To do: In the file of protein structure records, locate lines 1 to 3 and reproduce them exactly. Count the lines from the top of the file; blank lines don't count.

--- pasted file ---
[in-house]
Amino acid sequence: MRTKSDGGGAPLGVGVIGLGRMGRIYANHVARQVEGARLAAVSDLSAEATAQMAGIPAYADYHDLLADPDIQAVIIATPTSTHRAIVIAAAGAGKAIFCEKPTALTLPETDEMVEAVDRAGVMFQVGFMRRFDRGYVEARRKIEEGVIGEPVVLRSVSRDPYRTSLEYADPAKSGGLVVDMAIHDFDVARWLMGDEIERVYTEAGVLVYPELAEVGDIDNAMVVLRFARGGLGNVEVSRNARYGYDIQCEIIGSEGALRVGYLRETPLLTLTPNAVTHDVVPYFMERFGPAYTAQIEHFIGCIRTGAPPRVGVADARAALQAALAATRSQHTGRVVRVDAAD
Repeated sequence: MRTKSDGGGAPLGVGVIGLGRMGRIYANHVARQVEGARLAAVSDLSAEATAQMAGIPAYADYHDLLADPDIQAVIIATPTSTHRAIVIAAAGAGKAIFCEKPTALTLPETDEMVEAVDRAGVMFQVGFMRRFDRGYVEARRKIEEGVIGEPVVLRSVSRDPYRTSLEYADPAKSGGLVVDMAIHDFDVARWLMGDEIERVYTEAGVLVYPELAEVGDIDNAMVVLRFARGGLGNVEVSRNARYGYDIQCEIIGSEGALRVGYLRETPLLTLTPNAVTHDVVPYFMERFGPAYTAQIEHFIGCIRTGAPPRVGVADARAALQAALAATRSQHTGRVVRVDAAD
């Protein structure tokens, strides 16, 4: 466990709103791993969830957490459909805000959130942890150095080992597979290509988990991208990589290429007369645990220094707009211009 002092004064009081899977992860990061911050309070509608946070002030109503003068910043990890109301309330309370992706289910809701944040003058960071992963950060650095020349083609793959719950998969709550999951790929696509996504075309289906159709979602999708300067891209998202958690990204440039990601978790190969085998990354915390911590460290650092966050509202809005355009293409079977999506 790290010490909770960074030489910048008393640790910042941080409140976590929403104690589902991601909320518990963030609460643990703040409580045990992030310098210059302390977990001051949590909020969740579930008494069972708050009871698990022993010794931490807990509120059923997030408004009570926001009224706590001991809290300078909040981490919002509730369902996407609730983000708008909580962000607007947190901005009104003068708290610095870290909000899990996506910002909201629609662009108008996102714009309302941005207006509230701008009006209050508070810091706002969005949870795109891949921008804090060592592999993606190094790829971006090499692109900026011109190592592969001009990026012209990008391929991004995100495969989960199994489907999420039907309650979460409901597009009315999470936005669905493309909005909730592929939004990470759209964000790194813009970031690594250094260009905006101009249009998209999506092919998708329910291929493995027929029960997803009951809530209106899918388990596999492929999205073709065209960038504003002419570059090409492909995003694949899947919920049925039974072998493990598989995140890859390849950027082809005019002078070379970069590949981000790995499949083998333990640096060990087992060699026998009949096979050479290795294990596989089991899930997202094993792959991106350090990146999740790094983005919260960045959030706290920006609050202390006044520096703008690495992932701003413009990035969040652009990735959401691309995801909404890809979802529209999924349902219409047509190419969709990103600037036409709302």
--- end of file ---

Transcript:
[in-house]
Amino acid sequence: MRTKSDGGGAPLGVGVIGLGRMGRIYANHVARQVEGARLAAVSDLSAEATAQMAGIPAYADYHDLLADPDIQAVIIATPTSTHRAIVIAAAGAGKAIFCEKPTALTLPETDEMVEAVDRAGVMFQVGFMRRFDRGYVEARRKIEEGVIGEPVVLRSVSRDPYRTSLEYADPAKSGGLVVDMAIHDFDVARWLMGDEIERVYTEAGVLVYPELAEVGDIDNAMVVLRFARGGLGNVEVSRNARYGYDIQCEIIGSEGALRVGYLRETPLLTLTPNAVTHDVVPYFMERFGPAYTAQIEHFIGCIRTGAPPRVGVADARAALQAALAATRSQHTGRVVRVDAAD
Repeated sequence: MRTKSDGGGAPLGVGVIGLGRMGRIYANHVARQVEGARLAAVSDLSAEATAQMAGIPAYADYHDLLADPDIQAVIIATPTSTHRAIVIAAAGAGKAIFCEKPTALTLPETDEMVEAVDRAGVMFQVGFMRRFDRGYVEARRKIEEGVIGEPVVLRSVSRDPYRTSLEYADPAKSGGLVVDMAIHDFDVARWLMGDEIERVYTEAGVLVYPELAEVGDIDNAMVVLRFARGGLGNVEVSRNARYGYDIQCEIIGSEGALRVGYLRETPLLTLTPNAVTHDVVPYFMERFGPAYTAQIEHFIGCIRTGAPPRVGVADARAALQAALAATRSQHTGRVVRVDAAD